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PNS Daily Newscast - September 20, 2019 


A whistleblower complaint against President Trump sets off tug-of-war between Congress and the White House; and students around the world strike today to demand action on climate change.

2020Talks - September 20, 2019. (3 min.)  


Climate change is a big issue this election season, and global climate strikes kick off, while UAW labor strikes continue.

Daily Newscasts

“Tennessee Faces of the Opioid Crisis” Campaign Aims to End Stigma

The "Faces of the Opioid Crisis" campaign shares stories from Tennessee residents whose lives have been affected by addiction. (Adobe Stock)
The "Faces of the Opioid Crisis" campaign shares stories from Tennessee residents whose lives have been affected by addiction. (Adobe Stock)
July 30, 2019

NASHVILLE, Tenn. — The Tennessee Health Department has launched a new campaign to raise awareness of how the opioid epidemic impacts individuals, families and communities.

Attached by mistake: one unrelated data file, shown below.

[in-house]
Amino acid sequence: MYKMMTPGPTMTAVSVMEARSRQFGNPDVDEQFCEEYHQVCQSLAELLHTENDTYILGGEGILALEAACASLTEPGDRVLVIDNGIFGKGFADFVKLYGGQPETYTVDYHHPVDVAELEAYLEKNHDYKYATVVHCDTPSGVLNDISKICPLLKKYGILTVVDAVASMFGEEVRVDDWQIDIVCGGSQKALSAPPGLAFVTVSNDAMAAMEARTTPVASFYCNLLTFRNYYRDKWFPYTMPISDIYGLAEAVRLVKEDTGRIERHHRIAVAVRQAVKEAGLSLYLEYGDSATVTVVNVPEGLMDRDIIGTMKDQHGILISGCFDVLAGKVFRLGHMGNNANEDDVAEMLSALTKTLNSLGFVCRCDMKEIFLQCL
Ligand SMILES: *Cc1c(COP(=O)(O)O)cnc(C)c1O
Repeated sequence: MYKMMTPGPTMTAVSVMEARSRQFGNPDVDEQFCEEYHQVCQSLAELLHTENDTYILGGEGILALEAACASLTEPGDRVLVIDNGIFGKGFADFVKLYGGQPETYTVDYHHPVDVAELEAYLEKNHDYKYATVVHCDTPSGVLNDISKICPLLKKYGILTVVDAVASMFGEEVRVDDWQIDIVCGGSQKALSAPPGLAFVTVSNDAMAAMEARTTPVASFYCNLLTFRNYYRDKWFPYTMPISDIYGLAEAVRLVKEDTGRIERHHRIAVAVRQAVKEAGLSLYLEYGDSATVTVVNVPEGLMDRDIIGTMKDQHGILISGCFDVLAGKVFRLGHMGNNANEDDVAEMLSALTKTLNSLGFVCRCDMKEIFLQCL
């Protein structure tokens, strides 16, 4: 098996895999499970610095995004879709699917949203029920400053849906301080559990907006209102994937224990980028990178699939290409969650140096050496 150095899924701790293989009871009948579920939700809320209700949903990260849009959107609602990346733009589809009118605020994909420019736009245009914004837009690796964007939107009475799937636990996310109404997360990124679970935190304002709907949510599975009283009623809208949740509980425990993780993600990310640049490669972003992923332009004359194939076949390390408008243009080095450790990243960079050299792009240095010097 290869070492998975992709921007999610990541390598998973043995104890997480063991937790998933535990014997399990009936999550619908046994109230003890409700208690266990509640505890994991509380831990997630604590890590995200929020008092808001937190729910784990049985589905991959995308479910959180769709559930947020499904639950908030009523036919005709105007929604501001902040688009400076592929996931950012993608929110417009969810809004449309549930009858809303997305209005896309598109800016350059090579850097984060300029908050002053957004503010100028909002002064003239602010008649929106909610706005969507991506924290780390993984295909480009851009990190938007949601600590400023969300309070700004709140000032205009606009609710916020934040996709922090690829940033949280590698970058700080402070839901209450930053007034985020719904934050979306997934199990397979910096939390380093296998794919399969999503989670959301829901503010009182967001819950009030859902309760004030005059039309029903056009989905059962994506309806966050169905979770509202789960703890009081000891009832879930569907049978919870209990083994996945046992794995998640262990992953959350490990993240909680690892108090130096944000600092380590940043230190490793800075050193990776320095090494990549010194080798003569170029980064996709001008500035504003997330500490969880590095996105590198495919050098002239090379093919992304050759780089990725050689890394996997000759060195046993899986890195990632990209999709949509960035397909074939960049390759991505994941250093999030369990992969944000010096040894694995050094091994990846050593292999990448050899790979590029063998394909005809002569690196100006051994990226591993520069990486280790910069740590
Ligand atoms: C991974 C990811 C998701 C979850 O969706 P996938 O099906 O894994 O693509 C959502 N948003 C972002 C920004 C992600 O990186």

The "Tennessee Faces of the Opioid Crisis" campaign shares the stories of residents from counties across the state whose lives have been affected by opioid misuse and connects those who need help to resources. State health commissioner Dr. Lisa Piercey said opioid-related overdose deaths in Tennessee continue to climb.

"We are continuing to see an increase in overdose deaths,” Piercey said. “Our overdose death data is finalized through 2017. We have some preliminary 2018 numbers, but they were still on the rise, and they were still on the rise in both men and women."

Data released in July by a federal court in Ohio revealed how pharmaceutical companies and distributors funneled an estimated 12.6 billion hydrocodone and oxycodone pills to pharmacies in towns and cities from 2006-2012.

Robbie Monahan is a pharmacist and minister in Washington County who is participating in the campaign. He said he's hopeful that over time, opioid use will lessen its grip on communities.

"In the pharmacy world, we're seeing a decrease in opiate prescriptions, namely a decrease in first time, long-term opiate prescriptions,” Monahan said.

In 2017, more than 1,200 people died from opioids in Tennessee, and a significant portion of those overdose deaths involved fentanyl, according to the National Institute on Drug Abuse.

Nadia Ramlagan, Public News Service - TN